The Silicon Valley startup that became famous for its ingestible sensor the size of a grain of sand has filed for chapter 11 bankruptcy protection.
Proteus Digital Health had shown warning signs of their financial struggle in recent months, mainly due to challenges with its primary income source: royalties from the Japanese pharmaceutical company marketing and distributing its products.
Court filings show Redwood City, Calif.-based Proteus had worked diligently in recent months to stay afloat, even getting accelerated payments under its roughly $90 million agreement with Otsuka Pharmaceutical. It enlisted the investment bank Raymond James to explore all options for raising money in May, including a possible acquisition by Otsuka, which may still be on the table.
Proteus hinted at a forthcoming stalking horse bid transaction involving Otsuka in court filings, writing that the companies have had “fruitful discussions.” Otsuka spokesman Robert Murphy confirmed the company is assessing the purchase of Proteus’ assets, but declined to share more detail.
A Proteus spokesperson characterized the company as being in a sale process that’s leveraging the bankruptcy filing. The spokesperson, who spoke on background, said there is continued excitement about Proteus’ technology, but the sale process was impeded in early 2020 by the COVID-19 pandemic.
“It allows the business to continue but also allows them pursuit of the sale process, which had been going really well,” the spokesperson said.
Founded in 2002 by Andrew Thompson, Dr. George Savage and Mark Zdeblick, Proteus specializes in so-called digital medicines, which are oral pharmaceuticals that contain tiny ingestible sensors aimed at tracking patients’ treatment adherence. When the drugs are swallowed, their sensors transmit data to wearable patches that send it to their mobile devices. The data is then sent via the cloud to their healthcare providers. Proteus said the technology is especially helpful for managing care without patients needing to come into an office.
Proteus said it currently has a panel of more than 20 digital medicines that treat cardiovascular and metabolic diseases, including hypertension and diabetes. Still, the company described itself in court filings as being in the “pre-revenue” stage of development.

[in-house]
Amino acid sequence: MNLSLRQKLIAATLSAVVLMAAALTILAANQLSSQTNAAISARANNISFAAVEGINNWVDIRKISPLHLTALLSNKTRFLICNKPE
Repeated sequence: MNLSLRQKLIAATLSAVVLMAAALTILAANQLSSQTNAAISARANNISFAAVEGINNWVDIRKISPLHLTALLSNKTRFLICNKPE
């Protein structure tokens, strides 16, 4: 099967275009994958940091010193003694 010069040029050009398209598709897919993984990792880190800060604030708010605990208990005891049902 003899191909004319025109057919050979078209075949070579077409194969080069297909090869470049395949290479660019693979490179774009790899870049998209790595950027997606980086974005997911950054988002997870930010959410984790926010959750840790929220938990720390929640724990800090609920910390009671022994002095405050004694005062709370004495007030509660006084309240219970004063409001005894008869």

“Since inception, the debtor has relied primarily on equity capital and advances under its agreement with Otsuka to finance its operations,” the company said in court filings.
Court filings show the company has issued about 13.7 million shares of common stock and 76 million shares of preferred stock.
Proteus’ relationship with Otsuka appears to have been tumultuous at times. Leading up to the fourth quarter of 2019, Proteus experienced a “severe liquidity crisis” while trying to agree on its most recent agreement with Otsuka, which finally came together at the end of 2019. The crisis prompted Proteus to furlough nearly all of its employees for two weeks and prepare for a potential chapter 11 filing.
As of June 15, Proteus had 93 employees, 69 of whom were salaried and 24 were hourly. The company wrote in court documents that it’s critical to keep paying their wages and benefits because “any disruption from employee resignations or diminishment of their morale could have devastating effects on the debtor’s restructuring efforts.”
Proteus has about $9.5 million in cash and cash equivalents. Its liabilities consist of rent for its corporate headquarters and manufacturing facilities, including one in Hayward, Calif. It also owes about $9.5 million on a 2015 loan from the digital health investment firm OrbiMed, about $3.5 million for trade and other third party accounts payable and a $2.2 million loan from the Paycheck Protection Program under the Coronavirus Aid, Relief, and Economic Security Act, which Proteus said it used to fund payroll and employee benefits.
In 2017, Proteus announced its first U.S. Food and Drug Administration approval of a digital medication called Abilify MyCite, which is marketed and distributed by Otsuka.
Otsuka does not expect Proteus’ bankruptcy filing to affect its digital medicine program or its ability to deliver Abilify MyCite to patents and physicians, Murphy said in an email.
“Otsuka remains committed to building a successful digital healthcare business that includes digital medicine as well as digital therapeutics,” he said.
In May, Proteus announced a multi-year agreement with Tennessee’s Medicaid program, TennCare, in which its digital medicine will be used to treat patients with hepatitis C. The company said that program will not be affected by the bankruptcy.
According to the bankruptcy filing, Proteus has between 200 and 999 creditors, between $100 million and $500 million in estimated assets and between $50 million and $100 million in liabilities. Its biggest creditor is Prudential Real Estate Investors’ Westport Office Park, which holds a $1 million unsecured claim. Romaco North America is the second largest unsecured creditor at about $511,000. Otsuka America Pharmaceutical is listed as holding a $400,000 unsecured claim.
Lawrence Perkins of SierraConstellation Partners has been appointed as Proteus’ interim CEO following his work as chief restructuring officer. Perkins declined to comment.